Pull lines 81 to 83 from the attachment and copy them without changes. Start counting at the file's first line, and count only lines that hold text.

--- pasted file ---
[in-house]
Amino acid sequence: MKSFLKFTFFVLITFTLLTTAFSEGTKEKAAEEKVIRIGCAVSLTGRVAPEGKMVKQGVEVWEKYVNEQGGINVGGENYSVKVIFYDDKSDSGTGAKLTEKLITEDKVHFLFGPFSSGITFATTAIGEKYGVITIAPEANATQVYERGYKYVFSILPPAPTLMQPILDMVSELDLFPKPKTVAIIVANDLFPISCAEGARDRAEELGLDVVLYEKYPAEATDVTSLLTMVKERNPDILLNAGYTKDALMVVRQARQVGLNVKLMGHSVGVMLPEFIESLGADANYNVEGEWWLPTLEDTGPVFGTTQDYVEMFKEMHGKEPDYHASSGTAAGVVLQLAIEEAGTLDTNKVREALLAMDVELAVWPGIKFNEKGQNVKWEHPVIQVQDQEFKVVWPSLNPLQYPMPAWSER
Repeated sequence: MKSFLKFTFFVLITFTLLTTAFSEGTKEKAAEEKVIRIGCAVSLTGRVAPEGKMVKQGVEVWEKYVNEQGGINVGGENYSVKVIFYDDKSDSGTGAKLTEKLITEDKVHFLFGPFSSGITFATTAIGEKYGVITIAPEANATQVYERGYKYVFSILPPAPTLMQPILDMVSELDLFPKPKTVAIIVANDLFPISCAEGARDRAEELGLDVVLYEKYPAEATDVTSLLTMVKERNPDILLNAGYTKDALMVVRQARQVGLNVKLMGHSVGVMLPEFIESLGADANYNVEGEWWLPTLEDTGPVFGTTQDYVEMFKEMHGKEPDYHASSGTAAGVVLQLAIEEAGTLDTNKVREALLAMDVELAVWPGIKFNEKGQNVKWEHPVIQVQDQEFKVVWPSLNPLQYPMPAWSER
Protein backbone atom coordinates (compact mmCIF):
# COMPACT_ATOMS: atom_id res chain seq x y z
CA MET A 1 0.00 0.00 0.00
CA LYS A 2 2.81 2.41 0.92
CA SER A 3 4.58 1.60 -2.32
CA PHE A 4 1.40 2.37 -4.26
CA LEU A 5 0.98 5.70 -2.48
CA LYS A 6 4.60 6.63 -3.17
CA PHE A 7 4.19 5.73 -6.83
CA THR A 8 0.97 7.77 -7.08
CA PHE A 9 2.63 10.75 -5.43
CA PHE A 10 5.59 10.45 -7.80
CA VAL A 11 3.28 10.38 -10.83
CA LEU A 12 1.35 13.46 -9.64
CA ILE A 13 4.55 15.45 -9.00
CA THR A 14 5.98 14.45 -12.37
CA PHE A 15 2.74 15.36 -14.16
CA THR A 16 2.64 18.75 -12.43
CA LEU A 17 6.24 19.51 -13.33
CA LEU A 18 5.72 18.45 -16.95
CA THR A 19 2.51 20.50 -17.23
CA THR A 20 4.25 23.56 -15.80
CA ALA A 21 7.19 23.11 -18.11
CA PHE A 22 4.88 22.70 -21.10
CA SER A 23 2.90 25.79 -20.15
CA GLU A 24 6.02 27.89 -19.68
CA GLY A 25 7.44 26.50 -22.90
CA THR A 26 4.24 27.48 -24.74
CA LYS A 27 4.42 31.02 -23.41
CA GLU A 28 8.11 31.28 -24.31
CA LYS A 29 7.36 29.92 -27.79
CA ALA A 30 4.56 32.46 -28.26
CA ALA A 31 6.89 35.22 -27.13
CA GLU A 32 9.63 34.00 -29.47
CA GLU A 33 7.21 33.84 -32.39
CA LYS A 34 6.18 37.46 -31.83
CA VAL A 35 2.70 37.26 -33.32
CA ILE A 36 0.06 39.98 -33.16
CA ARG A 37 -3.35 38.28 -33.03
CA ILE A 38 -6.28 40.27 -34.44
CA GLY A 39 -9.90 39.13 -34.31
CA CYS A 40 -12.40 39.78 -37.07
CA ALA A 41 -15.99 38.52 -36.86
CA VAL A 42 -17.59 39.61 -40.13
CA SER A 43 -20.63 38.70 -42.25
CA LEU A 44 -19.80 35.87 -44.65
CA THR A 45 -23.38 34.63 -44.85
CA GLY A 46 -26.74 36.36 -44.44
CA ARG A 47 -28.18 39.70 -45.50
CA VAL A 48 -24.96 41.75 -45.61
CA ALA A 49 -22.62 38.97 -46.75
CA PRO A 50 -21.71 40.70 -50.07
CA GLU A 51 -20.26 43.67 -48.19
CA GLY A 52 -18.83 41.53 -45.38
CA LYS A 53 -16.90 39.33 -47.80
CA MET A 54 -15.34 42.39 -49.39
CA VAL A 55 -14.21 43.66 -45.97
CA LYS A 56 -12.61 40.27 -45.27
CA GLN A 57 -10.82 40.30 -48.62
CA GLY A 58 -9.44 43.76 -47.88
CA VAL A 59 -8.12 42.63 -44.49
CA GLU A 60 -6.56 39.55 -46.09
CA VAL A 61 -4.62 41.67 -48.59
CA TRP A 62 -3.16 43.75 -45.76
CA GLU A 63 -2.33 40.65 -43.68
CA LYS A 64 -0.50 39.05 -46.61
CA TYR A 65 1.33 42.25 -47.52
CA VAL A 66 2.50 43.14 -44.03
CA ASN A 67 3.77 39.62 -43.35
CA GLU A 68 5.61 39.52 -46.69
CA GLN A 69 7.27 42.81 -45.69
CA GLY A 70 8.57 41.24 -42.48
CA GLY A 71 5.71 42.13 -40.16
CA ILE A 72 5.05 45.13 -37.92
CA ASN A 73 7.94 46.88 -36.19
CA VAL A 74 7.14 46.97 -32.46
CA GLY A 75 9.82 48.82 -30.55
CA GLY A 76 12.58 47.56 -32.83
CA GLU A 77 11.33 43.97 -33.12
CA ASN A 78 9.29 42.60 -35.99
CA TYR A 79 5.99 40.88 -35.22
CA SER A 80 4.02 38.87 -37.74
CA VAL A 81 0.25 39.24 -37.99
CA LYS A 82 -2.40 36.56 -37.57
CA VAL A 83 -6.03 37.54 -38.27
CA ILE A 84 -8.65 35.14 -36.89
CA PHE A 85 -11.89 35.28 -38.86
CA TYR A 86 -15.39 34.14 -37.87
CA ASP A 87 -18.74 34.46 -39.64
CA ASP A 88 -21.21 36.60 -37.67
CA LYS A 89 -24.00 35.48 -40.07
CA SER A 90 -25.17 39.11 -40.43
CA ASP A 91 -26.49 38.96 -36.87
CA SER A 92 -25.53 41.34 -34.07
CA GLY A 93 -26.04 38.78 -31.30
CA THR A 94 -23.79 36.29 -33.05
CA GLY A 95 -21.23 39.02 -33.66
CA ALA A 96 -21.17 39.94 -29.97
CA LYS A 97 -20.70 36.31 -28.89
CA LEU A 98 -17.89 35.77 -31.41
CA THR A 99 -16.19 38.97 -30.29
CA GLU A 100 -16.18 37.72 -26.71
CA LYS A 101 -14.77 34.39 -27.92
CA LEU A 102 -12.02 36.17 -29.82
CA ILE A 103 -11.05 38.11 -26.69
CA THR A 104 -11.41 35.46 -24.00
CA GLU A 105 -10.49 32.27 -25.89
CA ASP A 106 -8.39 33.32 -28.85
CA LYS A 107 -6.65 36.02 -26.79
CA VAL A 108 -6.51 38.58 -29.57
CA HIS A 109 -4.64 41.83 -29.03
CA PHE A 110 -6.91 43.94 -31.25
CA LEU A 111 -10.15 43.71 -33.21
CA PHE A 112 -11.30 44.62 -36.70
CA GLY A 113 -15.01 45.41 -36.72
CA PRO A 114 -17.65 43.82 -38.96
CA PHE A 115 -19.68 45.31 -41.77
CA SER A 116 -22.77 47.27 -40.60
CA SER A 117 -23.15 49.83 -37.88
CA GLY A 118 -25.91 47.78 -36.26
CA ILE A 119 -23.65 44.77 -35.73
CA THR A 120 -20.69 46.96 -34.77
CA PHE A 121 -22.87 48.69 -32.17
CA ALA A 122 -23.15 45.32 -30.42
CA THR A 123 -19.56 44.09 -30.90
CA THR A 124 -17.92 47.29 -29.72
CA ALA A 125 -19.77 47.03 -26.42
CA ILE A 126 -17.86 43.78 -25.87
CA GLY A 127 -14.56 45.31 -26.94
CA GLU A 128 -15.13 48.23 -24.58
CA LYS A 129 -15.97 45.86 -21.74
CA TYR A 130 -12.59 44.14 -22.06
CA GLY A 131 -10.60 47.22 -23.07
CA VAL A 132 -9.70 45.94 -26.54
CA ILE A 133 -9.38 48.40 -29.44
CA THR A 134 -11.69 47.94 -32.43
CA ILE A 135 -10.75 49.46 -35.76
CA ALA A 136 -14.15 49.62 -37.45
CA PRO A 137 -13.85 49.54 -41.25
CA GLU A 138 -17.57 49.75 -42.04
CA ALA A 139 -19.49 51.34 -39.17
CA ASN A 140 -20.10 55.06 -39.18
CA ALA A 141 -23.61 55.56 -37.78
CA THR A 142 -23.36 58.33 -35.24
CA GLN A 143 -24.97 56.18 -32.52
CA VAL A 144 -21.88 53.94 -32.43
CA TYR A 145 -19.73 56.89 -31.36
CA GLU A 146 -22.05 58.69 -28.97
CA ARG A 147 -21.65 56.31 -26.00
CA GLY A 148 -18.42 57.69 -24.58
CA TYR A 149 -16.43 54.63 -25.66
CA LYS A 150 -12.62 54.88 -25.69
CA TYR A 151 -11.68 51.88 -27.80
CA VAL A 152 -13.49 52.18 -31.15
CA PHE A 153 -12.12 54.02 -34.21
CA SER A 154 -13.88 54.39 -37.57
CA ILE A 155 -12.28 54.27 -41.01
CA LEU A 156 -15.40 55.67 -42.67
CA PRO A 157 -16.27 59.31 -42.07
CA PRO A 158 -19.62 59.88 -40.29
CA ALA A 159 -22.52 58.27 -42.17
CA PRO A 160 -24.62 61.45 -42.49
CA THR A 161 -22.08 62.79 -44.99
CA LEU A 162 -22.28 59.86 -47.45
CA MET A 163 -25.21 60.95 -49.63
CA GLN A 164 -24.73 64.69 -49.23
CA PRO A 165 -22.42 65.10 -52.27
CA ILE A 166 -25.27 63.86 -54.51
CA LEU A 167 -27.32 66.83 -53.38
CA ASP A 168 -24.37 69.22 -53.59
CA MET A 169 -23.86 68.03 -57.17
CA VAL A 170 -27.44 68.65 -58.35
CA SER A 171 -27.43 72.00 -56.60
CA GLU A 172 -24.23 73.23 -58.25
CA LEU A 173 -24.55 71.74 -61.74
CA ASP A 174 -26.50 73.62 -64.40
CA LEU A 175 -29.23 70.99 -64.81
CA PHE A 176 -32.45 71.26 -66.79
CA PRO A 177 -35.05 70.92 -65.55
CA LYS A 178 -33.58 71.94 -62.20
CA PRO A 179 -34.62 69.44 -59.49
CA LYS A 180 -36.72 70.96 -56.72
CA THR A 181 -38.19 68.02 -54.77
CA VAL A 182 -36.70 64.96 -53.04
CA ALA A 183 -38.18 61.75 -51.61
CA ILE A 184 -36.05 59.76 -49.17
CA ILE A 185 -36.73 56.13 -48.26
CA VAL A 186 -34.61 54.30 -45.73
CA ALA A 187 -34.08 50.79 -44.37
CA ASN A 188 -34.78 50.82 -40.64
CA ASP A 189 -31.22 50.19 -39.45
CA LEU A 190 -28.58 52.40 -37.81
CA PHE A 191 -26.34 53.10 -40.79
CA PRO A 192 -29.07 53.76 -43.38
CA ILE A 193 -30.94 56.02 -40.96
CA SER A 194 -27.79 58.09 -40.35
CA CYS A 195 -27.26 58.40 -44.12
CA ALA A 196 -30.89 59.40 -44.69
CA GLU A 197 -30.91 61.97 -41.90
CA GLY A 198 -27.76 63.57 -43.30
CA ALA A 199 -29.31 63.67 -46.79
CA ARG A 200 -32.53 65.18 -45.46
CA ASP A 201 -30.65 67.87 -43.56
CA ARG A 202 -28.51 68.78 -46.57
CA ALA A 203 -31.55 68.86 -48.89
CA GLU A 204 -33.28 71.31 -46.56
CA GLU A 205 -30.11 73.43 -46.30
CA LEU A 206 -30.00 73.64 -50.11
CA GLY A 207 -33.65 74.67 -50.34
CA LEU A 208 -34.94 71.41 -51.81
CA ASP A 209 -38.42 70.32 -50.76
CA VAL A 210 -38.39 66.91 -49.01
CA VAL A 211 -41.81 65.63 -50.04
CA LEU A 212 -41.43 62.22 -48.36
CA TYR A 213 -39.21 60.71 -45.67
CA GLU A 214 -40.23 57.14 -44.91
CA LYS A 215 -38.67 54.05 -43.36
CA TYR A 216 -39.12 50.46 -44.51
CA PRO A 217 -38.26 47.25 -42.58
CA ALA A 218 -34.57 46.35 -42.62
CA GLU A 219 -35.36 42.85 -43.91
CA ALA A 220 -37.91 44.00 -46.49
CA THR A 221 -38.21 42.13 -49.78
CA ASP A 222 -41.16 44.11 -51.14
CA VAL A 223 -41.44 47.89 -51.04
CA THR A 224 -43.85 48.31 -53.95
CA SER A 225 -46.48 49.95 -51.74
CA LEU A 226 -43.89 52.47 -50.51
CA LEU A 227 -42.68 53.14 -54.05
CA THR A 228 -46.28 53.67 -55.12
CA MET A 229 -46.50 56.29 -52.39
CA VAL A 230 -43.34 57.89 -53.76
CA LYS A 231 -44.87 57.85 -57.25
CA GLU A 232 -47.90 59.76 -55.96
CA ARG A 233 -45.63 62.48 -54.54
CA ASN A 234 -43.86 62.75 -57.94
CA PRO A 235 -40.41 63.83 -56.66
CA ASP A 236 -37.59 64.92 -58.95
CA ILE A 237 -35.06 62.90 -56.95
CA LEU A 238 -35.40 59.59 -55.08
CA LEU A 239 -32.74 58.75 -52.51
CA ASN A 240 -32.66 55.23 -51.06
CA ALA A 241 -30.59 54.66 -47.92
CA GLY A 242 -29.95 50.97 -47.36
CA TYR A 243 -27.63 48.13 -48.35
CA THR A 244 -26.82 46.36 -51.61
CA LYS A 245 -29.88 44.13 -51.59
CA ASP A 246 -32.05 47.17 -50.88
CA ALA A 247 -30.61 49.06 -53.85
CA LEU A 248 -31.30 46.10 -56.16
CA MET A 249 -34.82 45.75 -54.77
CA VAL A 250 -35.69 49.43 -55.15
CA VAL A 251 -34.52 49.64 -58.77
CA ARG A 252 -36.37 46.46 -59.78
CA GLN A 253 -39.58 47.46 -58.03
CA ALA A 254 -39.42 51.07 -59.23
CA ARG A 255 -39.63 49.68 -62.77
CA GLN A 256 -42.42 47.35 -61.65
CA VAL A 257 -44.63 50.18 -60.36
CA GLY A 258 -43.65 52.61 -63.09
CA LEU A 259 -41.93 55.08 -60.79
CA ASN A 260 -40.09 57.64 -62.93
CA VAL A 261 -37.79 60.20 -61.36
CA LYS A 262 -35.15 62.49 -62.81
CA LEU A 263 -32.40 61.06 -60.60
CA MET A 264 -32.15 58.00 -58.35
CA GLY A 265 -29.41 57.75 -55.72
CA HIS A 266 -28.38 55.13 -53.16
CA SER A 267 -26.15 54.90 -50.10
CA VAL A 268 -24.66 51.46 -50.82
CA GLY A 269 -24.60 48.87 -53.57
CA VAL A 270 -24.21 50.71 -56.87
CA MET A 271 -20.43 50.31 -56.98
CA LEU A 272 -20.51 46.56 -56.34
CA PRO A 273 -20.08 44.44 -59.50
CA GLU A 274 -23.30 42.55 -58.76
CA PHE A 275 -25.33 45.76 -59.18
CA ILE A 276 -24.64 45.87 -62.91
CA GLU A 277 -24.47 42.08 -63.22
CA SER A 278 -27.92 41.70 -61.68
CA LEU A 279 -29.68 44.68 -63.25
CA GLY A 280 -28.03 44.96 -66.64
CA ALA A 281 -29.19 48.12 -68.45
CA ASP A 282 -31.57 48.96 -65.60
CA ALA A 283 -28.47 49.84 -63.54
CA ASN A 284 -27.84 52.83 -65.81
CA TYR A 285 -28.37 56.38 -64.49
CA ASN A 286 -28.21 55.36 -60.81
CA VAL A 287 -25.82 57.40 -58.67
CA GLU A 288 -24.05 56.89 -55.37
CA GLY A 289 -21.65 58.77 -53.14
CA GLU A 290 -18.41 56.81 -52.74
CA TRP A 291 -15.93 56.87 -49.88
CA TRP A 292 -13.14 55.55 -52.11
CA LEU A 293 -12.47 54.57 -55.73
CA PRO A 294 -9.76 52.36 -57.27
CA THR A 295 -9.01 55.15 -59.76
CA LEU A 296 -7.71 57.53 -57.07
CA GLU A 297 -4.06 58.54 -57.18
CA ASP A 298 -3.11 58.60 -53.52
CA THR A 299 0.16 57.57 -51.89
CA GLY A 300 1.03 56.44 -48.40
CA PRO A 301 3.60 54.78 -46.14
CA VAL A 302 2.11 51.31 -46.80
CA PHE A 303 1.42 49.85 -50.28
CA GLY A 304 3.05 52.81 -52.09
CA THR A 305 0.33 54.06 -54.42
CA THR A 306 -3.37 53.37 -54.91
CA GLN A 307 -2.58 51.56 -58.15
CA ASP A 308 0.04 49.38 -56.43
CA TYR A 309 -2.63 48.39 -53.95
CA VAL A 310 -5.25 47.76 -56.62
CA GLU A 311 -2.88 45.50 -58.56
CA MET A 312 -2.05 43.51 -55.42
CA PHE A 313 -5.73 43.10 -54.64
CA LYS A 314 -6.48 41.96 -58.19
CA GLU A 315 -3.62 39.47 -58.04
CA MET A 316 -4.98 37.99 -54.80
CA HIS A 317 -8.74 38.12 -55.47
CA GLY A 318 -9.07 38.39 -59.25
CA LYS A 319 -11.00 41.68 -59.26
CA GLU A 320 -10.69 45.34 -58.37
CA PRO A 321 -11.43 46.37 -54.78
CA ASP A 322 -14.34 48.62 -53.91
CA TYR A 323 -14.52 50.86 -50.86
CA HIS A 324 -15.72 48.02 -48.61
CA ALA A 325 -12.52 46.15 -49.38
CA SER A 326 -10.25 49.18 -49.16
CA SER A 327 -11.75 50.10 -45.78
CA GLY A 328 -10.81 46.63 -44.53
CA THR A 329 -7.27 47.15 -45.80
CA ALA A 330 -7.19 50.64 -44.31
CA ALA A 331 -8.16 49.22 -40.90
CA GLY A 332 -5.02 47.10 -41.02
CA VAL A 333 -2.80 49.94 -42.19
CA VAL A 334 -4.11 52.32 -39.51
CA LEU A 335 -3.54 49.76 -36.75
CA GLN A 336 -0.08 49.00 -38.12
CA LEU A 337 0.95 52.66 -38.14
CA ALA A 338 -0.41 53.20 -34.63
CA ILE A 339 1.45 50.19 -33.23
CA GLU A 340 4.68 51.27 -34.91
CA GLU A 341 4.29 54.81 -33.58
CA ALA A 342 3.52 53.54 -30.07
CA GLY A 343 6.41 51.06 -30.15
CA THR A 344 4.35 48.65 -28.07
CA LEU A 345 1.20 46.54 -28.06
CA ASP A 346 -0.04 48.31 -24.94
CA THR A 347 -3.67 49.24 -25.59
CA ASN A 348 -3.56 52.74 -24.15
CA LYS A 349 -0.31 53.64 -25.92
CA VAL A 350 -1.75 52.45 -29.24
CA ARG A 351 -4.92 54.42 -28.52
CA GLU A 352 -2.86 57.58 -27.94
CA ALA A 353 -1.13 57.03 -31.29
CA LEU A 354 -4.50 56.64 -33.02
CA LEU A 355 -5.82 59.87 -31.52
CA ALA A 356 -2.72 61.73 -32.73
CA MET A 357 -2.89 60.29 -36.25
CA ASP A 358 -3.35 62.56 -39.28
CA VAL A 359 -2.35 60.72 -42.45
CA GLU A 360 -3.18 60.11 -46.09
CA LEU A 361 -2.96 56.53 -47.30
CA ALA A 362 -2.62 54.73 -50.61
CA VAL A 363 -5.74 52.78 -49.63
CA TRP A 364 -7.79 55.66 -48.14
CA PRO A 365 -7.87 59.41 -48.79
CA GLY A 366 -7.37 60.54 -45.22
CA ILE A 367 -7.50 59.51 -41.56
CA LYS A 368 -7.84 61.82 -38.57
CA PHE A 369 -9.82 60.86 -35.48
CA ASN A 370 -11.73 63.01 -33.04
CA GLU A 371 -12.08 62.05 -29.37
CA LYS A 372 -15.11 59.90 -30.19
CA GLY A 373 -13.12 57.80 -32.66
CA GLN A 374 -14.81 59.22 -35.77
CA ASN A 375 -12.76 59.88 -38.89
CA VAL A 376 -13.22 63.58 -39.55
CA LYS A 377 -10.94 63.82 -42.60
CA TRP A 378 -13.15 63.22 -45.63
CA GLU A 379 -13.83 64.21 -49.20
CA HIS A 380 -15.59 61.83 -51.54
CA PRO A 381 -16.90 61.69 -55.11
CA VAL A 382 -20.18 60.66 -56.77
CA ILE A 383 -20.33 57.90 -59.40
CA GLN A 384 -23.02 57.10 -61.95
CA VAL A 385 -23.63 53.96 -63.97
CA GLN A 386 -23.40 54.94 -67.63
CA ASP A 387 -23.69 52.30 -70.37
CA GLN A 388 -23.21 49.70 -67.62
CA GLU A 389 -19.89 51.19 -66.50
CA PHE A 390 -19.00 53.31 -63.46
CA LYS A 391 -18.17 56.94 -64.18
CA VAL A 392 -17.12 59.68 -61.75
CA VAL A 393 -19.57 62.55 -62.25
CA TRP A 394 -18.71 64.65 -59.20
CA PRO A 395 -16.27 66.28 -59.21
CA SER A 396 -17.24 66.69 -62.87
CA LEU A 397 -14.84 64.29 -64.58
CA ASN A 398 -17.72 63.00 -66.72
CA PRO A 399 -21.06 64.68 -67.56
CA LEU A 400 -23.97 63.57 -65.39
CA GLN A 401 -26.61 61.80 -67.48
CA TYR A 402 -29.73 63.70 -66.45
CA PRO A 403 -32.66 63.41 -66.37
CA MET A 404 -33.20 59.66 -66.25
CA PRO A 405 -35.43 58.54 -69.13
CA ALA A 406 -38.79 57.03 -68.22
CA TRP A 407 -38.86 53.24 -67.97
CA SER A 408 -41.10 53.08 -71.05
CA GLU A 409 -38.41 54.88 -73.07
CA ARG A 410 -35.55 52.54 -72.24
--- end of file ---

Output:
CA GLY A 76 12.58 47.56 -32.83
CA GLU A 77 11.33 43.97 -33.12
CA ASN A 78 9.29 42.60 -35.99